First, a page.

BY Capgemini
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IT trends spotted and checked by experts


What happens

The Japanese telecommunications operator Softbank Mobile has announced it will open a store where all sales staff will be robots, before the year is out.  

so what?

Chief Operating Officer at Hoomano

Martin de La Taille is Chief Operating Officer at Hoomano, a company that edits interactive software for robots (scripts, dialogues, behaviours etc.). A graduate of the EM Business School in Lyon,...

NAO-style humanoid robots in retail environments are perfectly capable of welcoming customers to stores and pointing them in the right direction. Unlike humans, they can also carry out product demonstrations constantly without needing a break. These robots have also become an attraction in their own right, increasing the number of visitors to shops and consequently boosting sales.

What role can humanoid robots play on the sales floor?

In Japan, where the appeal of social robots is culturally strong, the mere presence of such robots draws customers in. Robots can dance and really put on a show. In the US and in Europe it's a little different. "Hype" is not enough: there has to be a return on investment. It's a question of finding a way to use robots in a way that enriches the customer's experience in a physical store, giving the customer a unique experience. 
The main role of robots is to "welcome" customers, in the broadest sense of the term. When entering a sales point, robots will say "hello" and, at times, nominatively greet the customer by scanning their loyalty card. They will then guide the customer - explaining how to pick up a product that was ordered online, for example - or inform them about special offers. All of this would be possible in various languages. 

Another type of use is for carrying out demonstrations of technical products. The French electrical appliances company Darty, for example, had a problem promoting the Hue connected lamp designed by Phillips. In order to explain how it works, a robot now asks customers what their favourite colour is before turning all the lights in the store's lamp department that colour. 

Finally, a robot can carry out satisfaction surveys. If empathy towards the machine can be created, customers will engage in such tasks more willingly - indeed, the response rate is between eight and ten times higher with a robot. The data collected is particularly rich and sincere because interaction with the robot is emotionally more inviting. The client creates a bond which would never exist with a touch screen terminal.

What are the benefits?

The robot will collect contact details and email addresses in order to send customers a photo of themselves alongside the robot. It would also know how many people it has sent a message, whether they were male or female, and their age.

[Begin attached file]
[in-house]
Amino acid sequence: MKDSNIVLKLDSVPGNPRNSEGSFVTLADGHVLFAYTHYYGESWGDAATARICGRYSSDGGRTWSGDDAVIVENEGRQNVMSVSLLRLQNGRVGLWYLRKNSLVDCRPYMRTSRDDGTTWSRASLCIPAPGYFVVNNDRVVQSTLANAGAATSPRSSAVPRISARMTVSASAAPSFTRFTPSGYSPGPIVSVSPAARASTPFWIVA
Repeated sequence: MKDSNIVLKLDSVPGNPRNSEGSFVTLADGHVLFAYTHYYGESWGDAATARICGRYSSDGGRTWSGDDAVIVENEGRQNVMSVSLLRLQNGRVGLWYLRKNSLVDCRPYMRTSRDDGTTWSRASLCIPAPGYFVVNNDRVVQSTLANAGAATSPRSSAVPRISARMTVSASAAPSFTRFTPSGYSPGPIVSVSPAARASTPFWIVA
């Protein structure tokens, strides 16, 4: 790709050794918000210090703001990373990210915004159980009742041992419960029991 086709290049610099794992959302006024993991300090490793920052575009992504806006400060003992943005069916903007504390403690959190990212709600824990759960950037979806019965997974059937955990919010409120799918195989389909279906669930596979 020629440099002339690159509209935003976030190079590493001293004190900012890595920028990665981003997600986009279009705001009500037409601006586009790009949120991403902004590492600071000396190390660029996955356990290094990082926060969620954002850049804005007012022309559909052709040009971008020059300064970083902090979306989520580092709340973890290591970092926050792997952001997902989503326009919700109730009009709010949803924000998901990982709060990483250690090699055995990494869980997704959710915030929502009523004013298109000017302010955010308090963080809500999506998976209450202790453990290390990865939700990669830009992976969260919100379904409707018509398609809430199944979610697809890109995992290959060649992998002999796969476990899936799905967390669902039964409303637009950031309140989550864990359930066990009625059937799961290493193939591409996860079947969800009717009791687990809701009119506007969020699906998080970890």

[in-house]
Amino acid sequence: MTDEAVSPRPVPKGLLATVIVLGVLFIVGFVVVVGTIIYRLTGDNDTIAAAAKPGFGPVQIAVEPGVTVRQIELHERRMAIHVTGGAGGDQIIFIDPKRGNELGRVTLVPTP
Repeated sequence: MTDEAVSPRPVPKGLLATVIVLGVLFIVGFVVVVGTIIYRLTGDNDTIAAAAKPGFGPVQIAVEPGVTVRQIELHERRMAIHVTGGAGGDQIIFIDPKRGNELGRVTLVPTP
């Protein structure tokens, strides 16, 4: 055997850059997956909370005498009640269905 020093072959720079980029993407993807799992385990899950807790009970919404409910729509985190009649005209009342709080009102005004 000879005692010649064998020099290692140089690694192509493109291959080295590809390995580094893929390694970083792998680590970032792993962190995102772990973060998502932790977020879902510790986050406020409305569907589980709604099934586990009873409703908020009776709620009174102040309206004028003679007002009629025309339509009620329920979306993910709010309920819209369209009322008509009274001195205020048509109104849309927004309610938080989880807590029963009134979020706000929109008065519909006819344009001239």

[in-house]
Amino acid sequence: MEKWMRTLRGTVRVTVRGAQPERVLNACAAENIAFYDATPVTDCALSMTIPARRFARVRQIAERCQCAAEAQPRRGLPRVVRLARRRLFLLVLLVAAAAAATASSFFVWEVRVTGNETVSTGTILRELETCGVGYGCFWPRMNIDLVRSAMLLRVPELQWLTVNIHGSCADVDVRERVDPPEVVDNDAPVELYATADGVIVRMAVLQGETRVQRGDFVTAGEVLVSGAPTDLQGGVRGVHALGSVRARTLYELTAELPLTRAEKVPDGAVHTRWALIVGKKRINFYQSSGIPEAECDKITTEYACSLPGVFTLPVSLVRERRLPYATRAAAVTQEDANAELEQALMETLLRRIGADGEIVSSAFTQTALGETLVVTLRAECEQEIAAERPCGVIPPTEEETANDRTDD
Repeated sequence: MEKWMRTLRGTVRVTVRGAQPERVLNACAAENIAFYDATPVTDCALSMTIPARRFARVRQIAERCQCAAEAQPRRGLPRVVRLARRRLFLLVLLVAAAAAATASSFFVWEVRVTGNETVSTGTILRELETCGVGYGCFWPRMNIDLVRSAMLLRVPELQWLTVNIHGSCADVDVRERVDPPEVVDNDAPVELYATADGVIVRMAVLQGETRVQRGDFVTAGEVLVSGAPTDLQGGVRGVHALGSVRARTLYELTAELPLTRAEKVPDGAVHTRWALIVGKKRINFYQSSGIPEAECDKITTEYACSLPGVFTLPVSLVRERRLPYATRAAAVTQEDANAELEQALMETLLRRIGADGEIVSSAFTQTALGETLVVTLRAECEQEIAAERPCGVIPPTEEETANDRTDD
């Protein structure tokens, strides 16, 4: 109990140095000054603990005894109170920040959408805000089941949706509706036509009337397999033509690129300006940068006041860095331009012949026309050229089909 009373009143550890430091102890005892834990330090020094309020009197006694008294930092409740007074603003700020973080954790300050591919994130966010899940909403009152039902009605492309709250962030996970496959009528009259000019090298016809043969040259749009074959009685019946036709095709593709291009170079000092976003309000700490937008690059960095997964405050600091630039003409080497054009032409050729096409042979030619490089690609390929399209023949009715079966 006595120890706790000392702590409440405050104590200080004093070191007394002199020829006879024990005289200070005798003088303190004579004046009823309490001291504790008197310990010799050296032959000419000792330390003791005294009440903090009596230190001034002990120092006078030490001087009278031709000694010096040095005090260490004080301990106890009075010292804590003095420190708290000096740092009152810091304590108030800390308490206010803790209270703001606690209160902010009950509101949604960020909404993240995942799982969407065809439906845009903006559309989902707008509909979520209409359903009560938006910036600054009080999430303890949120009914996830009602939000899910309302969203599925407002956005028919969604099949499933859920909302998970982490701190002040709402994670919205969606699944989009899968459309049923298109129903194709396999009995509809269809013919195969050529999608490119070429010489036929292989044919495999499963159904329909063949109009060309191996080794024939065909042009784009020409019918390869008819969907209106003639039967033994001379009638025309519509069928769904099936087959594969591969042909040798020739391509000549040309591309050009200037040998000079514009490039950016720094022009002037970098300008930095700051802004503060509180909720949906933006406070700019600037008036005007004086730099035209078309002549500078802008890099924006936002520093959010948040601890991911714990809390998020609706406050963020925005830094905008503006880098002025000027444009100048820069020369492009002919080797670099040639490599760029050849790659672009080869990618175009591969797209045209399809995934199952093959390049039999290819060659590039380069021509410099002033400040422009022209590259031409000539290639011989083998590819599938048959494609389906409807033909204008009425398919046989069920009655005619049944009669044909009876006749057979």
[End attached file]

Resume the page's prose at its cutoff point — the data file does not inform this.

The robot will also create a "zone of interest" where it is situated and thereby increase turnover for the in-store departments within a ten meter radius. It will also help in terms of managing queues at cash registers. With regards to demonstrations, a retailer could make a brand pay for this service that puts their product under the spotlight.

Will robots one day replace human sales staff altogether?

No. Customers enter a physical store in order to have human contact. That said, robots can relieve sales staff of repetitive tasks such as welcoming customers and giving demonstrations. Robots can also help staff complete a sale by sending a notification to their tablet. 

Progress in artificial intelligence is making man-machine conversations more fluid. Today, the majority of interactions are based on Q&A scripts requiring closed or short answers. By recognising shapes and analysing facial expressions a robot can more easily interpret the behaviour of the person it is talking with - as well as that person's emotions and way they are dressed - so as to react accordingly. 

Who cares?

  All retailers can use these types of social robots to increase the number of people visiting their stores and to make a sales point more alluring. In Japan, Softbank Mobile has seen a 30% increase in the number of people entering its stores. Elsewhere in the archipelago, Pepper (designed by Aldebaran Robotics) welcomes and guides store-goers when they arrive at the door of Nescafé stores, as well as helping them to choose a coffee machine. In France, the same type of robot entertains customers in Carrefour hypermarkets with different games. A robot that the SNCF (the French National Railway Company) has made available on train platforms informs people about the train times and gives them information about the places that they can visit in the area. Stakeholders in the hotel industry are also studying the possibility of placing social robots in their establishments.     
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